A Roundup of Combo Products
A Roundup of Combo Products

When it comes to the term “Combo Product”, while there are a wide range of products and philosophies around the strategy, there are a few things that seem to be universal.

First, is that a combo product isn’t simply bundling several products together on a menu. While that is one way to sell F&I products, the combo strategy involves one provider offering a bundle of their branded products, and for the sale of those products to happen on a single contract. Across the board, our respondents to this month’s roundup agreed that the benefits of having a single contract for a customer to sign – getting them in and out of the F&I office faster – leads to higher sales volumes and a higher profit on the items sold. They did note that, at times, it can backfire however. If a customer doesn’t see the value of even one product in a bundle, it can kill the sale of the entire contract. But for the most part, our industry experts agreed that this is a powerful sales strategy.

Second, what was interesting to note was that while there were some common products across the board – most providers we talked to started with a base of a vehicle service contract, and built their combo offering from there – the products that were offered did have some variety. Roadside assistance, dent and ding coverage and key replacement were three of the most cited products. Tire and wheel and appearance protection came in a close second, and most providers offered an average of three to four products in their combo packages.

One thing several providers mentioned is that they are always working with agents and dealers to bundle products together in new ways, but that state and federal regulations are something they keep a very close eye on. Key replacement, for example, is often in bundles today, but one provider noted that it’s possible that will be classified as an insurance product in some states in the future, which would disallow it from being included in combo packages.

If you are looking for insight into the exploded market for combo products, click on the companies below to hear their thoughts about the category, the pros and cons of selling combo packages, and where they see it evolving next.

Combo Product Roundup

American Guardian Warranty Services (AGWS)

American Guardian Warranty Services (AGWS) Jon Anderson, SVP, Sales and Marketing

How do you define a "combo product"?

Combo appearance packages offer extreme value and represent the most relevant offering to a new vehicle or certified pre-owned customer. Customers love the appearance of new or certified pre-owned vehicle and they want to protect it. They give an F&I Manager the versatility to offer the appearance protection benefits most relatable to the customer.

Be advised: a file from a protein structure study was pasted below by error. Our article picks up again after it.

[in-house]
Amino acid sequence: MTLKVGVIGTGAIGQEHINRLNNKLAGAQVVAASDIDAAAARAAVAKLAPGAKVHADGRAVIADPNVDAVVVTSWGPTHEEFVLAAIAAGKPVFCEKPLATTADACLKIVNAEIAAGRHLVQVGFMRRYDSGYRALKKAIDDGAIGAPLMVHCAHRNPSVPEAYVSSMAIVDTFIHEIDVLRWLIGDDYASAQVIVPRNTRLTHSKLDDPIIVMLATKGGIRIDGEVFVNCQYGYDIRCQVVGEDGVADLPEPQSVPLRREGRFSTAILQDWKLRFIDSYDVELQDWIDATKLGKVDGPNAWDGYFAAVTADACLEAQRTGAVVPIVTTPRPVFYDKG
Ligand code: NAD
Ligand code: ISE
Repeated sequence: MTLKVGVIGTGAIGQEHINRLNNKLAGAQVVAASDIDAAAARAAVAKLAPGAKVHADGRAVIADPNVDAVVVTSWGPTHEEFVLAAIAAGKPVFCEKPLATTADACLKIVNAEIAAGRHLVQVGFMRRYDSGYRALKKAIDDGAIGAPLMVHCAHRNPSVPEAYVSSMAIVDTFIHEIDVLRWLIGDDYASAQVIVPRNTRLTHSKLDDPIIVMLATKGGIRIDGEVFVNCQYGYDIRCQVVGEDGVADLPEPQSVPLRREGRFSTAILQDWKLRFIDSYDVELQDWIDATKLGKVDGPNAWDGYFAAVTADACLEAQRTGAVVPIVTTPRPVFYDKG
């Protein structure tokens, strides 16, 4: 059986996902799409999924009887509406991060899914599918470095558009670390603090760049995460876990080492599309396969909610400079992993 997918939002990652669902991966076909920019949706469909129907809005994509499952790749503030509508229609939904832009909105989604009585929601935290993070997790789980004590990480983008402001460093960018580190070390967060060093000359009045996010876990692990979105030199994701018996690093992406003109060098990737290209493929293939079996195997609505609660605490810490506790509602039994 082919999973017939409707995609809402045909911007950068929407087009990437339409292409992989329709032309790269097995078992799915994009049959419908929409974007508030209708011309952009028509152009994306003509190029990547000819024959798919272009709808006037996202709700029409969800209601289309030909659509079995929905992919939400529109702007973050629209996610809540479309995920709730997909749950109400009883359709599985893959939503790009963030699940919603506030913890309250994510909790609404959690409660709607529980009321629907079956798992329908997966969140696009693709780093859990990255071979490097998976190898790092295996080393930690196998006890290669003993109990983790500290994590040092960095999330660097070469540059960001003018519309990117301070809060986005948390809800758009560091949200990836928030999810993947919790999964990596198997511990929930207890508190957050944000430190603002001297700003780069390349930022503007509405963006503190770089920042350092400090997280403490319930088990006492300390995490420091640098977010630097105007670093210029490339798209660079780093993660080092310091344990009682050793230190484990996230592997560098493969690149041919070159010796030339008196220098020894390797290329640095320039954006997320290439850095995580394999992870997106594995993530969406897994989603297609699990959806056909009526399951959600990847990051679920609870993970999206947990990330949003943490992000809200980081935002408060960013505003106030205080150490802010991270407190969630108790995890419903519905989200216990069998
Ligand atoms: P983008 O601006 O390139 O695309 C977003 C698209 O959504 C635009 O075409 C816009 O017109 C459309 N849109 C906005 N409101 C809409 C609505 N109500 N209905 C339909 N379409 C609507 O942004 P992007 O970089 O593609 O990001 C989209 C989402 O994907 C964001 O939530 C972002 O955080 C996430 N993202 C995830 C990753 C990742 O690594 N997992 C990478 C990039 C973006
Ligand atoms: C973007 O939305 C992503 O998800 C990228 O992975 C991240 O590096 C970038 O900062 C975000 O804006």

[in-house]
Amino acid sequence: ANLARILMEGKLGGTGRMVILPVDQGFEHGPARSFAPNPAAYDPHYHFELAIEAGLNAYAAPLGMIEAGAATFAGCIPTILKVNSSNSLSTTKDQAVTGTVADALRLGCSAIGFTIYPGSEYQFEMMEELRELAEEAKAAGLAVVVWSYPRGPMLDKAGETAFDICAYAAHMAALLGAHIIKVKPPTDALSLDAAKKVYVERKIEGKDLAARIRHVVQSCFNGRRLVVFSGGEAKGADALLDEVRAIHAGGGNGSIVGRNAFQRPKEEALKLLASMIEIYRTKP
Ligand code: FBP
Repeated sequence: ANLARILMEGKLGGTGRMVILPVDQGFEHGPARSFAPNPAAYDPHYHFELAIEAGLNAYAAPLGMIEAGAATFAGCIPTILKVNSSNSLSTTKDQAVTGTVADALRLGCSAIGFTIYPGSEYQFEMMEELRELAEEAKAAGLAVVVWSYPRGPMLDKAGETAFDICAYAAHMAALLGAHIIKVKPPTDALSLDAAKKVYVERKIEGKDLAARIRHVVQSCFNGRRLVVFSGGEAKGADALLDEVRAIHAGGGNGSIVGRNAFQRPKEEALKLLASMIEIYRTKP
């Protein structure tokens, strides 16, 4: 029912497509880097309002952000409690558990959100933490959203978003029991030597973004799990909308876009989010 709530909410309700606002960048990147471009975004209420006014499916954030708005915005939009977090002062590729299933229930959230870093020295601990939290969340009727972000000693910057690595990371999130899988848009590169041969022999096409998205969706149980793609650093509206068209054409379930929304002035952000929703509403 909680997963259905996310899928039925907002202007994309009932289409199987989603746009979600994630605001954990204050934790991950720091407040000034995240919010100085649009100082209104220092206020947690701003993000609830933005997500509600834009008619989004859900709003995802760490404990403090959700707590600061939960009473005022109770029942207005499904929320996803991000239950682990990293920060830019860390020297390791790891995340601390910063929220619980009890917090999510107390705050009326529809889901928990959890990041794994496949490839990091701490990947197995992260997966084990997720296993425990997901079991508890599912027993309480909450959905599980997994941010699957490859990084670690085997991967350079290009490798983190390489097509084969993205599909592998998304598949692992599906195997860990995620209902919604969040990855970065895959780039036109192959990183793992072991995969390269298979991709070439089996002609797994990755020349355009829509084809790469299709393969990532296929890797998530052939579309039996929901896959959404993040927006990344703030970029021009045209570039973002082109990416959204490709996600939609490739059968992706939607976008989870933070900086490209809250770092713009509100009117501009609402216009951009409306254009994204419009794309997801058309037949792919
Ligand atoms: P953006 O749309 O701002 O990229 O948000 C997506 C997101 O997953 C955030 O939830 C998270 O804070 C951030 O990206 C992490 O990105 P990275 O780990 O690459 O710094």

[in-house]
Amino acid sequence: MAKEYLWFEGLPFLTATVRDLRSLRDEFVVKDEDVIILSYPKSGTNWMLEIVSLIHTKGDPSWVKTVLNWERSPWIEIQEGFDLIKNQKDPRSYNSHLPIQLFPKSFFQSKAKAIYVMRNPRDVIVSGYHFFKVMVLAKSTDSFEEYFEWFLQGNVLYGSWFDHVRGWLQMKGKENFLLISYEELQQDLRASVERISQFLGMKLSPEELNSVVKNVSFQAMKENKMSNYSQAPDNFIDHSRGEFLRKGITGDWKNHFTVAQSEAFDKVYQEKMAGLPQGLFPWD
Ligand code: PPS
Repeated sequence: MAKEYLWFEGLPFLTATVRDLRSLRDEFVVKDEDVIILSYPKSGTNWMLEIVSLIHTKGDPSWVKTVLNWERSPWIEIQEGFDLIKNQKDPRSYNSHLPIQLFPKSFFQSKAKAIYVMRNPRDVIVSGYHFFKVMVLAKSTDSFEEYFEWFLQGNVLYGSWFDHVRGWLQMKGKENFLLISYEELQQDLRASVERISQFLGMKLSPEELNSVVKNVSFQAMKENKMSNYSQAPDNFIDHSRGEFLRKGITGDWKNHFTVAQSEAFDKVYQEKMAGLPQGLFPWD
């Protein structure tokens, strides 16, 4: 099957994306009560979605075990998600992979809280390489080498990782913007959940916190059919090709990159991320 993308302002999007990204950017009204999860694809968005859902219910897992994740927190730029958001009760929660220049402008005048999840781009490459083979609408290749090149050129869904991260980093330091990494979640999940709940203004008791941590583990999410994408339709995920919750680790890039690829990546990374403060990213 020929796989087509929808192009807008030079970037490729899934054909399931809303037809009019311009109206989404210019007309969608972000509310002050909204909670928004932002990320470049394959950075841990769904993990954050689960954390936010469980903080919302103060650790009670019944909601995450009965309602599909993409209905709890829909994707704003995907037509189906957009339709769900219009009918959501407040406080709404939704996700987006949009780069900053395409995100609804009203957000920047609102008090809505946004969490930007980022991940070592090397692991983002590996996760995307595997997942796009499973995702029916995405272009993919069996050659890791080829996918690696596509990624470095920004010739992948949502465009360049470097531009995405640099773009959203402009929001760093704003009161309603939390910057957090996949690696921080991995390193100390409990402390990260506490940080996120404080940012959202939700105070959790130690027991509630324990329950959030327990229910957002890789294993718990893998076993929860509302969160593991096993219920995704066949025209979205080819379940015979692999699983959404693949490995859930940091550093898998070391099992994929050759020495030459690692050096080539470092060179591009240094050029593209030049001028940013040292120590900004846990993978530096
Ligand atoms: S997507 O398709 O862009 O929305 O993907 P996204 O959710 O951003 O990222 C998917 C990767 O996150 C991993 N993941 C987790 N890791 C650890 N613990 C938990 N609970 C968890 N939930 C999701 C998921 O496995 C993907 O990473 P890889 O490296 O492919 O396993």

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GSFS Group

GSFS Group Alan Bond, VP, National Sales

How do you define a "combo product"?

To me, combo product means multiple products that have been combined into, in essence, one product or at least one form.

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Innovative Aftermarket Systems (IAS)

Innovative Aftermarket Systems (IAS) Jeff Jagoe, SVP, Sales and Marketing

How do you define a "combo product"?

More of a concept than a product, IAS offers dealers the ability to bundle two or more IAS F&I products as a packaged deal on a single form with a single price. This completely customizable program, called Multi-Shield, utilizes a mix and match approach to meet dealership and customer needs and the perfect F&I price point.

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National Auto Care Corp. (NAC)

National Auto Care Corp. (NAC) Curt Johnson, Senior Risk, Product & Compliance Manager

How do you define a "combo product"?

In our industry, when multiple programs are combined into one potentially easier-to-sell product it’s referred to as a “combo”. Typically, combos have a service agreement product base, with non-mechanically related vehicle services incorporated – like tire and wheel or paintless dent repair – to add value for the consumer and ensure F&I offers a fuller range of aftermarket products to each customer.

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National Automotive Experts (NAE)

National Automotive Experts (NAE) Kelly Price, President

How do you define a "combo product"?

To me, it would be taking any combo of several offerings, and creating different opportunities based on needs of the dealer. We focus mainly on reinsurance for dealers, and we try to combine products that are good for reinsurance and high value to the customer.

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RoadVantage

RoadVantage Randy Ross, SVP, Sales

How do you define a "combo product"?

Typically, a combo product, or a bundled product, includes three or more ancillary components offered together in a single, branded package.

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Safe-Guard Products International LLC

Safe-Guard Products International LLC Dave Duncan, President

How do you define a "combo product"?

A combo product takes existing ancillary F&I products and packages the benefits into one product, sold on one form.

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Wise F&I

Wise F&I Matthew Croak, President

How do you define a "combo product"?

A “combo product” typically includes coverage benefits of multiple ancillary products in a single contract. These multiple coverage benefits may be offered in several formats including bundled, à la carte or a combination of both. A dealer’s ability to offer a single contract with multiple coverage benefit options allows for a more personalized solution and enhanced value to the customer, as well as additional profit opportunities for the dealer.

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